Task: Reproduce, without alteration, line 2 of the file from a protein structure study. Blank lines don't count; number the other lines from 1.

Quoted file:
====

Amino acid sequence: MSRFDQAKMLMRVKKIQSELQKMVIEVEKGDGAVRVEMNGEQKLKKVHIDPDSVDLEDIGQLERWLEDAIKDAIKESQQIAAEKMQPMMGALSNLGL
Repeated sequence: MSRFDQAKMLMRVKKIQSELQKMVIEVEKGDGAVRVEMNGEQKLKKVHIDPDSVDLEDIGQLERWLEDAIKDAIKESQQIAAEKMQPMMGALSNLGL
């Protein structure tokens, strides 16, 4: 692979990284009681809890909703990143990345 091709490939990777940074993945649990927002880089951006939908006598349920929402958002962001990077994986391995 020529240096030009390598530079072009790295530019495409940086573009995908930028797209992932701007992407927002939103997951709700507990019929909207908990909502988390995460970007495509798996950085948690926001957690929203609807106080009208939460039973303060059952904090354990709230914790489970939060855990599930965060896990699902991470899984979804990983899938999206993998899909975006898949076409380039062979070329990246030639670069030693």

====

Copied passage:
Repeated sequence: MSRFDQAKMLMRVKKIQSELQKMVIEVEKGDGAVRVEMNGEQKLKKVHIDPDSVDLEDIGQLERWLEDAIKDAIKESQQIAAEKMQPMMGALSNLGL